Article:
Californians have now a clear passion for plug-ins, with 2012 as the watermark year for electric cars in the state. Just four years ago, the U.S. $100,000 plus Tesla Roadsters was the only electric vehicle able to reach highway speeds. The past few years has seen an ever-increasing wave of plug in vehicles being introduced, not only in California’s showrooms, but all over the United States as well.

This summer alone, nearly a dozen plug in vehicles and crossovers would start to travel the U.S. roadways. About five to six models would be arriving right before the end of August, from electric car manufacturers such as Tesla and Coda Automotive and industry giants such as Toyota and Ford.

California has been long known as a trendsetter, with many factors being used to make this a testing center for what is considered as the golden age of personal transportation. The state has been known as hotbeds of technology and entertainment, with many first adopters having ready cash to spend on the new technology. Currently, an expanded charging infrastructure is being developed together with access to battery-powered cars to coveted carpool lanes on congested freeways.

Amongst the most awaited electric models of the summer would be the Tesla Model S luxury sedan, with its base price of U.S. $58,570 increasing to U.S. $78,570 depending on the size of the battery pack. The upgrade would have a consequent increase in the driving range on a charge. During its development stage, Tesla received more than 10,000 reservations without even the benefit of a test drive. The Model S was initially promised to be delivered in 2009, it was finally unveiled and the first delivery was made last June 22.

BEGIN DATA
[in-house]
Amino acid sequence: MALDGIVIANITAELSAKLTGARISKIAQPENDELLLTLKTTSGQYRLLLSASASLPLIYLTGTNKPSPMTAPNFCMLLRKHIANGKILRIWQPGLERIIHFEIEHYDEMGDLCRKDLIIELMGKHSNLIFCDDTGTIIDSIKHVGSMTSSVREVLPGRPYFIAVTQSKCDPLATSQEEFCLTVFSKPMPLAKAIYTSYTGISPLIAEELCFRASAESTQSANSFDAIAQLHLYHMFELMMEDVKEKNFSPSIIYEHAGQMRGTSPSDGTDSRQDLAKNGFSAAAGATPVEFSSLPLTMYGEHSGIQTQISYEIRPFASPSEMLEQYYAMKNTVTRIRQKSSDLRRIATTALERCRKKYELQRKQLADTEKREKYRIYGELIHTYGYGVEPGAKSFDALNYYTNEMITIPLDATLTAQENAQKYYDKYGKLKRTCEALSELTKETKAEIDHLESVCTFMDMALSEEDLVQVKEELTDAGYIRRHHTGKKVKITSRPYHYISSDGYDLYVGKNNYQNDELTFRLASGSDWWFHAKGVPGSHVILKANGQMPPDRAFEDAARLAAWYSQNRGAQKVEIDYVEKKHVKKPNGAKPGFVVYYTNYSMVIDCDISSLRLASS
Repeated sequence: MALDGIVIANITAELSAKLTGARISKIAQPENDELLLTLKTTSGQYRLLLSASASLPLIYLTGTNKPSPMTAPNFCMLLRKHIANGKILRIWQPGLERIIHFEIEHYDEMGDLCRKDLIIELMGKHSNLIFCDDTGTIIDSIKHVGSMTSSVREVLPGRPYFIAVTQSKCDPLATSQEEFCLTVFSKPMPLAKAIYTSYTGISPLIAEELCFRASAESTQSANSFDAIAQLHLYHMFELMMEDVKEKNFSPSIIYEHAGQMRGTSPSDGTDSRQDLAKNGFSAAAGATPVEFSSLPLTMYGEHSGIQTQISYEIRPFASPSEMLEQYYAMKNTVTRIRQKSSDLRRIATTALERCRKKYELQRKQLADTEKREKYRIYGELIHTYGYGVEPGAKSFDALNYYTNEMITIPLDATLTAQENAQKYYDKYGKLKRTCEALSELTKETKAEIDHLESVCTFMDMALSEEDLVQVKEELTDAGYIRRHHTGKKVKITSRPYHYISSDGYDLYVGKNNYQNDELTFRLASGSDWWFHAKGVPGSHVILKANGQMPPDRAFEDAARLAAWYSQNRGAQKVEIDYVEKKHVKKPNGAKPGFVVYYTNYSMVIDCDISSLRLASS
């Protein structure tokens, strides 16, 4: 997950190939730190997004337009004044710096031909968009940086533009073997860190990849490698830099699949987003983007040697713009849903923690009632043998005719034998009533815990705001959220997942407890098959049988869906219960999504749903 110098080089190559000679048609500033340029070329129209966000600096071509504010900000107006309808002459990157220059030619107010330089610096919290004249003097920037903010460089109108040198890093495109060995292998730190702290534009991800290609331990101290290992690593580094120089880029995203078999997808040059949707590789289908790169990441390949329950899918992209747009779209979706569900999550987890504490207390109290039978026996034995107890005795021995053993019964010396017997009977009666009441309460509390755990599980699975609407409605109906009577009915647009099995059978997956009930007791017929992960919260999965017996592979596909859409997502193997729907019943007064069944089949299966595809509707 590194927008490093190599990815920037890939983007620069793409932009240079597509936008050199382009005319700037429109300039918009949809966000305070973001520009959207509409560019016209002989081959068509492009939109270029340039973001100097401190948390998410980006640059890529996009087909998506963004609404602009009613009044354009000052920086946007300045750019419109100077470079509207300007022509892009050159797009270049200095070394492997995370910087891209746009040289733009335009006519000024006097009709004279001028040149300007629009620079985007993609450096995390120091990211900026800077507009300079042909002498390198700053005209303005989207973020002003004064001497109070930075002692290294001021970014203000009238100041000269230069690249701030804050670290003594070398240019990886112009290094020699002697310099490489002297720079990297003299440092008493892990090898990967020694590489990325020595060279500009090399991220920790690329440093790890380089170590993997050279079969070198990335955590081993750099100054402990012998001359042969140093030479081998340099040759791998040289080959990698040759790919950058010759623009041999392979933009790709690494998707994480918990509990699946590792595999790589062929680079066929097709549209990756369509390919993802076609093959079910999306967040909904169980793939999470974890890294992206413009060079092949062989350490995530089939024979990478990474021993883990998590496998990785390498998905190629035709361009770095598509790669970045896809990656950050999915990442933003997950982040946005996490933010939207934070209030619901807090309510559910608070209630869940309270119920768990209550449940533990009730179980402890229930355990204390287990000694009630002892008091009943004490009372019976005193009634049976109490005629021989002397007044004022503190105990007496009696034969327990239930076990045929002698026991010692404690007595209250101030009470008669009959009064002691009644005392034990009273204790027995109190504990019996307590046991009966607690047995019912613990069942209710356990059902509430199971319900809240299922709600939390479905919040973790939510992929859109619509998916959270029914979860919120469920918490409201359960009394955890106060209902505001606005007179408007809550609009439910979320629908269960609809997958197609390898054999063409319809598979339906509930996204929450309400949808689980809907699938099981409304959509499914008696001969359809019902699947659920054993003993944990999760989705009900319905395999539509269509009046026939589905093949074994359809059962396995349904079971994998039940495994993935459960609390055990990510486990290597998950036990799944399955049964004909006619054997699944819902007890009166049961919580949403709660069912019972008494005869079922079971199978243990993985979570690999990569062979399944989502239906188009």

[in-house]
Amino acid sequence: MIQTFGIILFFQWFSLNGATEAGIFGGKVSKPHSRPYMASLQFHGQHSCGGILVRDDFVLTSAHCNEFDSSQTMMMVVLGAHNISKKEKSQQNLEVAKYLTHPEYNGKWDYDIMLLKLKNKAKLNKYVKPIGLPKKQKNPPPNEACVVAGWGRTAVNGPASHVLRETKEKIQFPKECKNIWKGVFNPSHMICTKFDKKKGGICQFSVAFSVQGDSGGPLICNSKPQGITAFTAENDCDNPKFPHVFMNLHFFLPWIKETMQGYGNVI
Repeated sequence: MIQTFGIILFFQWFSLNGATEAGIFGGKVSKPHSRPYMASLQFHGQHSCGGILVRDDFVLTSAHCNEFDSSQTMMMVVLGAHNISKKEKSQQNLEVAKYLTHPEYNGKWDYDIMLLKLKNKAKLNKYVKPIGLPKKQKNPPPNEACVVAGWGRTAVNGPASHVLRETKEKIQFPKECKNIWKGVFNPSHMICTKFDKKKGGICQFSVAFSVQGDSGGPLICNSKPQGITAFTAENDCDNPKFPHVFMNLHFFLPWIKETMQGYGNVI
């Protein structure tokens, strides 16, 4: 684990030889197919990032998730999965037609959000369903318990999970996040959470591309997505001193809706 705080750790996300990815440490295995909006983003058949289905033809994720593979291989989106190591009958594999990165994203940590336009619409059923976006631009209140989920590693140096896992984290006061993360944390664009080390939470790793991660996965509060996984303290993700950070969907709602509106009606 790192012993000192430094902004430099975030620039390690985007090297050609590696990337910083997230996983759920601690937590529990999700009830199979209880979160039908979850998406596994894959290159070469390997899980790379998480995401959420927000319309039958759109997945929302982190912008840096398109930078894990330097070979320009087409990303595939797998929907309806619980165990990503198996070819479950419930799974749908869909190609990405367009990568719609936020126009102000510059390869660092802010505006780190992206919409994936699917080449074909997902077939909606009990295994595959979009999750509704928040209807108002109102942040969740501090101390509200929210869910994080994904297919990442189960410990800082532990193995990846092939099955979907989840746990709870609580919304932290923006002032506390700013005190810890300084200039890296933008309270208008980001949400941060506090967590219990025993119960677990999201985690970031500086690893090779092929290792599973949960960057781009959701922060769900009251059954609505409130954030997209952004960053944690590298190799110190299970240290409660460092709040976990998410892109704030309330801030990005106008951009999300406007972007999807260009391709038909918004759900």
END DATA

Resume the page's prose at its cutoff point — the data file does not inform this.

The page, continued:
According to Paul Scott, co-founder of Plug In America, an advocacy group for electric car, “The people who buy this car are the movers and shakers – leaders in arts, entertainment, business.” Scott is now selling all electric Leafs at a Nissan dealership in Los Angeles, downtown area.

He added, “I sold a Leaf to Danny DeVito. He’s that kind of guy. But you’ve got a lot of people who just will not put themselves into a small car.” He further said that celebrities who live large are the ones who would drive the market if they adopt upscale electrics such as the Tesla, to later influence regular individual purchases.

After introduction of the Model S last weekend, the Tesla Motor Corp is providing thousands of test drives to those who placed reservations, with events to he held in Fremont and Los Angeles, before moving to other cities in North America. Other drivers are also getting behind the wheel of the Coda electric sedan. The U.S. $38,145 vehicle would be tested in events to be held in Southern California and the San Francisco Bay area. The car would be made available in four dealerships in California.